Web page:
Artistic cultural ties that bind


The American Embassy in Abuja recently hosted a screening of Grammy-nominated film, The Music of Strangers. There were over 100 people gathered – Nigerian filmmakers, professionals in both the public and private sector, and a selection of expats from other countries. Also in attendance, was the American editor of the film, Doug Blush, who made Nigeria, his primary stop on his first trip to the African continent. The music documentary, initially released in 2015 is slowly making its way around the globe.

The story follows the music ensemble, The Silk Road, a collection of musicians from around the world brought together through the initiative of Chinese-American classical cellist, Yo-Yo Ma. Audiences watch as international composers, musicians, and storytellers share pieces of music and slips of narrative from and about their countries and cultures. We visit places like Syria and Iran and hear firsthand about how war and conflict forced members of the ensemble to flee their countries or to choose to speak up despite threats. We visit small local communities in Spain and learn how traditional music and dance is part of what helps keep a people unified and intent on saving their cultural heritage and identity. We visit China and learn how music was the way one member endured the cultural revolution and then learns to come to terms with the home she carries within her as she builds a new home in another country. We witness how despite differences these talented musicians unite in their love of music and their appreciation for their unique traditions. The soundtrack is enchanting and beautiful. The personal narratives are moving and powerful. The delight and enthusiasm shown for their craft is infectious and contagious.

But there are deep universal themes running like long fragile threads through the story of the Silk Road ensemble. As members share about their various homelands, the struggles and challenges familiar to them and the role their music has played in their lives, the audience learns that it is also a movie about loss and displacement, about identity and belonging, about notions of home and about the power of art to unify and heal and perhaps at times to even be salvific. It was an interesting and beautiful choice of film to screen in a country like Nigeria, where there are more than 250 ethnic groups and just as many traditions and cultural differences.

After the film there was time for discussion and it was clear that ‘The Music of Strangers’ had had an effect on everyone in some way. People commented on how moved they were to consider what it would be like to replicate this effort in Nigeria. What conversations and understandings could arise if Nigerian musicians from different cultures came together to share about their musical traditions but also about the narratives of their people and unique culture? This in turn led to conversations about the power of art and the need to encourage even more artistic expression in Nigerian public life. What is the role of the artist in telling a country and a people’s story? What is the role of the arts (dance, music, performance, storytelling) in specific traditions to teach and strengthen identities? How could the arts play a role in healing and reconciliation after national conflicts?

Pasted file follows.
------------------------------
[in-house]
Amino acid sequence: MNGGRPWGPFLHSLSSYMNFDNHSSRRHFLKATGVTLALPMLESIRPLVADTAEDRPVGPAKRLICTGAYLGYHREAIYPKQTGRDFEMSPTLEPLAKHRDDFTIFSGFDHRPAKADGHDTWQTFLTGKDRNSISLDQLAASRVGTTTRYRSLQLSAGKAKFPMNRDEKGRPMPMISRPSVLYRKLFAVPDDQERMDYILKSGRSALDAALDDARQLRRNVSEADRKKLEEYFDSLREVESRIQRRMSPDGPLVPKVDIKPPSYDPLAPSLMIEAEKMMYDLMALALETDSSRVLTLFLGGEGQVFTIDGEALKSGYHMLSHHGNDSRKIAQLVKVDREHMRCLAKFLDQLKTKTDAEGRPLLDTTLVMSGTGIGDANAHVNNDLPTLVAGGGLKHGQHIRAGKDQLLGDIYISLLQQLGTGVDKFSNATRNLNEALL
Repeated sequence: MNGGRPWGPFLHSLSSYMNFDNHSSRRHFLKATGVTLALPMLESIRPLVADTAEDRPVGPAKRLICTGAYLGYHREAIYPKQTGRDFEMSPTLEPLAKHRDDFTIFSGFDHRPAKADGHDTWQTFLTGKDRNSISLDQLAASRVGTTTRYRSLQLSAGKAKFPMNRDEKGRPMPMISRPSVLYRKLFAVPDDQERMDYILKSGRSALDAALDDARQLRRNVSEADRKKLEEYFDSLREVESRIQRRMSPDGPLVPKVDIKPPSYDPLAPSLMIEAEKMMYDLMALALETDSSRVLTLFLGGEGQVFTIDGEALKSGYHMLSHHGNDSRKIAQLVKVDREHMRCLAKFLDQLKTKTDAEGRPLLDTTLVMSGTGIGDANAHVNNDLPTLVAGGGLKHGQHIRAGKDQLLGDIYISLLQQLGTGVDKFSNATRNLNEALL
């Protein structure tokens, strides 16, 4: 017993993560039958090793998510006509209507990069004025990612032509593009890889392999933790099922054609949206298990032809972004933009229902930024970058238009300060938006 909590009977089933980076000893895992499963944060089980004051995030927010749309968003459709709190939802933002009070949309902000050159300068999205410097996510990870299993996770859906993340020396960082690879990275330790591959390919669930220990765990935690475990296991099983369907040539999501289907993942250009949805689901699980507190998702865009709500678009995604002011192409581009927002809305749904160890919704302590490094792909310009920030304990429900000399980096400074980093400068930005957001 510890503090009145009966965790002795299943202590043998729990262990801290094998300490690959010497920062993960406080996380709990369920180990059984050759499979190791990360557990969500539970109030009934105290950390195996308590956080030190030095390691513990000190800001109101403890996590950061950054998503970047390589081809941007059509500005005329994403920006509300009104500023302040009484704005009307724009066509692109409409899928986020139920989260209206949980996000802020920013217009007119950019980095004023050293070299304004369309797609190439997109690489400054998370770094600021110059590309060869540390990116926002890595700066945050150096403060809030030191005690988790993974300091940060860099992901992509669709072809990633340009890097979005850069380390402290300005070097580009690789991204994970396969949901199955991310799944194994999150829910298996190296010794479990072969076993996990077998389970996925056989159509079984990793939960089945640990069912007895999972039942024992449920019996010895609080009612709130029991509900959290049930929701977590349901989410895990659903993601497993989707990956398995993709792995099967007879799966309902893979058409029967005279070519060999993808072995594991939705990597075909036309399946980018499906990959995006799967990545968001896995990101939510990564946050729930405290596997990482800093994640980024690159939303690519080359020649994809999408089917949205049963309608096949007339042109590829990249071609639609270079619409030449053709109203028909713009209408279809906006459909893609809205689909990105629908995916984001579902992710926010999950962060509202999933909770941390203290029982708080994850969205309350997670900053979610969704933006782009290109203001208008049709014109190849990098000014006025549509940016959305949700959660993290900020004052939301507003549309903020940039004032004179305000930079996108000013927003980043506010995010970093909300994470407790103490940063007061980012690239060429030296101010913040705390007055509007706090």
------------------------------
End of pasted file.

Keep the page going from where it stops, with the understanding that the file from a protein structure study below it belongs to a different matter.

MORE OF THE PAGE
In the movie, someone said, “The arts are about opening yourself up to possibilities and that opens us up to hope.” And we all need hope. “We are not our political identities…. and our cultural identities shape our decisions all the time.” Can music or dance or storytelling or visual arts be a vehicle for crossing cultural boundaries and building new bridges for dialogue, tolerance, respect and collaboration?

FESTAC ‘77 was before my time but I know that one goal it had was to promote unity amongst black people in the continent (and globally) via the unifying power of the arts. But there hasn’t been anything similar since. The question on the night of the screening of The Music of Strangers was simply, ‘what if Nigeria tried this, not for the whole continent, just for us. What would it reveal? What would it heal?’

At one point another person in the movie said, “There is always a fight in each one of us, between believing in the power of the human spirit and dreading the human spirit. Home is the place where you feel you want to contribute without having to justify it.” How can the arts help bend the scale towards believing in the power of the human spirit? How can the arts broaden our sense of home collectively as Nigerians, encouraging us to contribute not just to the building up of our own tribes, ethnic groups and regions, but for Nigeria as a whole?” These are questions we’ll have to answer.

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